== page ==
A New York firm headed by a native Philadelphian is eyeing 60 acres on the Chester waterfront to build a massive liquefied natural gas plant. Chester Mayor Thaddeus Kirkland said his financially stressed city would welcome the tax revenue and job opportunities from a big industrial development, but some community activists are concerned. They worry the development would jeopardize safety and commit the nation to more harmful gas production from hydraulic fracturing when it should be moving away from fossil fuel consumption.

Stay in the know and sign up for Inquirer News Alerts.

And please send us your questions, tips, and feedback. Thanks for reading.

— Katie Krzaczek (@hashtagkatie, business@inquirer.com)

A proposed LNG plant in Chester would take over 60 acres — and hardly anyone knows about it

Penn LNG, which is affiliated with a company called Penn America Energy, has been quietly lining up support for a $6.4 billion liquefied natural gas export terminal in Chester City or another waterfront location near Philadelphia, capitalizing on the abundance of Pennsylvania shale gas and soaring worldwide demand for LNG after Russian’s invasion of Ukraine. Chester Mayor Thaddeus Kirkland said the development “would probably put us in a great financial position for decades to come,” but community activists said they were unaware of the discussions.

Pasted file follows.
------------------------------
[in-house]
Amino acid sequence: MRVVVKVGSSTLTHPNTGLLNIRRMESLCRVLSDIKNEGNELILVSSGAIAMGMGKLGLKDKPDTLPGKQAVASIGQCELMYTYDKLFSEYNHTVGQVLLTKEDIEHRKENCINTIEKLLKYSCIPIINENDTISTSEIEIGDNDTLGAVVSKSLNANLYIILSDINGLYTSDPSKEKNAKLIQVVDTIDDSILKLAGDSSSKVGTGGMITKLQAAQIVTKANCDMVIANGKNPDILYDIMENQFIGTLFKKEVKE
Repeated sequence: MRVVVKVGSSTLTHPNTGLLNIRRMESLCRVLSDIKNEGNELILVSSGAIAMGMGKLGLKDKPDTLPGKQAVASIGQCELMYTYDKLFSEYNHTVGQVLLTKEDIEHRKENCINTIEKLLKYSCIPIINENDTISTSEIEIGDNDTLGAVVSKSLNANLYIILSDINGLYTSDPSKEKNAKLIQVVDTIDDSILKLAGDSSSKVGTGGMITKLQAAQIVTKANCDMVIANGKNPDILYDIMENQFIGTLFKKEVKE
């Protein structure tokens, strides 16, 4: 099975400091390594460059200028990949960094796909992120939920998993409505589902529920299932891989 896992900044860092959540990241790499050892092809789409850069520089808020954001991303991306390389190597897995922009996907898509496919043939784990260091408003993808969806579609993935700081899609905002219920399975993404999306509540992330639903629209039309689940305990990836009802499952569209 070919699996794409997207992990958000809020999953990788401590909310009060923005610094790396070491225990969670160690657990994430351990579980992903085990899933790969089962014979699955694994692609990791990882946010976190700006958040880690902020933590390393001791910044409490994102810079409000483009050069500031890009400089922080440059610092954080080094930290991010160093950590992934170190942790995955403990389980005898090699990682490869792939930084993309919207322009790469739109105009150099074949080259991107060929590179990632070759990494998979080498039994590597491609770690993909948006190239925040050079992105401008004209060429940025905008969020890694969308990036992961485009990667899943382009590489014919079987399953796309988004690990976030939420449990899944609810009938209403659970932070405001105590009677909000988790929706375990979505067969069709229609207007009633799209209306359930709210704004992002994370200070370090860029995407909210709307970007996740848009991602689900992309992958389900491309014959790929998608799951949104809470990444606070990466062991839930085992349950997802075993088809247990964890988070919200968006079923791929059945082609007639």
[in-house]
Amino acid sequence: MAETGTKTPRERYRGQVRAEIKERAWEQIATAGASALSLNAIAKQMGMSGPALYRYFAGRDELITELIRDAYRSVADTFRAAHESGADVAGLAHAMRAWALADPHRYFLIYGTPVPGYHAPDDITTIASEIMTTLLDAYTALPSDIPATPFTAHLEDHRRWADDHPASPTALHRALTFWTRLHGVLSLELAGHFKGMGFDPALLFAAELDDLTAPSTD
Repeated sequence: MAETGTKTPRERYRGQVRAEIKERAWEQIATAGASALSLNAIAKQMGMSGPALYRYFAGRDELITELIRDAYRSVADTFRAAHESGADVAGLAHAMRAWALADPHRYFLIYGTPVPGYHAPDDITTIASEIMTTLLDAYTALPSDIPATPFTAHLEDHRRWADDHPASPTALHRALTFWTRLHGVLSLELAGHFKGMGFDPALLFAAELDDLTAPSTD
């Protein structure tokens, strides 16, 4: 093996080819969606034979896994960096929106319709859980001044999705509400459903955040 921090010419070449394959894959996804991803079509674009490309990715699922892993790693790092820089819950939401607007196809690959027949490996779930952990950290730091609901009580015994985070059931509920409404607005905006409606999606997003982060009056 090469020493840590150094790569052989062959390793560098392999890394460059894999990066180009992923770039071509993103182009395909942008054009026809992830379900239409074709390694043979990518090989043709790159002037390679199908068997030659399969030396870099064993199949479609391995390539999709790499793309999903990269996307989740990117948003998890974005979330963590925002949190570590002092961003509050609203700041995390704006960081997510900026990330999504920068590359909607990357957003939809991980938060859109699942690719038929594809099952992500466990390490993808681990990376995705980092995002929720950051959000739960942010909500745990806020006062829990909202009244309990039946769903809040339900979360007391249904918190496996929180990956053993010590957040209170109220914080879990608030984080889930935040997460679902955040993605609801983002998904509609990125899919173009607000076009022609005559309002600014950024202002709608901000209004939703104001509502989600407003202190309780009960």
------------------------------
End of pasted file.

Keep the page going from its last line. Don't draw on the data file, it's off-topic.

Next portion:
“We will be vehemently opposed to this LNG plant,” said Zulene Mayfield, founder of Chester Residents Concerned for Quality Living, an environmental justice group that opposed the relicensing of a Chester waste-to-energy incinerator. “An LNG plant is the last thing our community needs.”

What else you need to know ...

Be an irresistible hire: Workers will now need lifelong learning, a new skills report said. The good news is that many classes are free, low cost and widely available.

“At the goal line” of a restructuring: Investment bank Boenning & Scattergood is nearing a deal that would include the sale of its private-client advisory and brokerage business and the merger of other units with different firms, its chairman, Harold F. Scattergood Jr., told staff last week.

Filling the veterinarian shortage: The intense demand for animal medicine professionals means vets and their staff are burning out quickly. Enter IndeVets, a local company that it is growing so quickly — doubling revenue every year since its inception in 2017 — that it’s projecting $30 million in revenue this year.

The Big Number: $1 billion

The University of Pennsylvania’s royalties from COVID-19 vaccines are approaching $1 billion, thanks to patents on a process Penn researchers developed more than 15 years ago. The university says it will use the proceeds for a $750 million expansion of scientific and medical research in Philadelphia.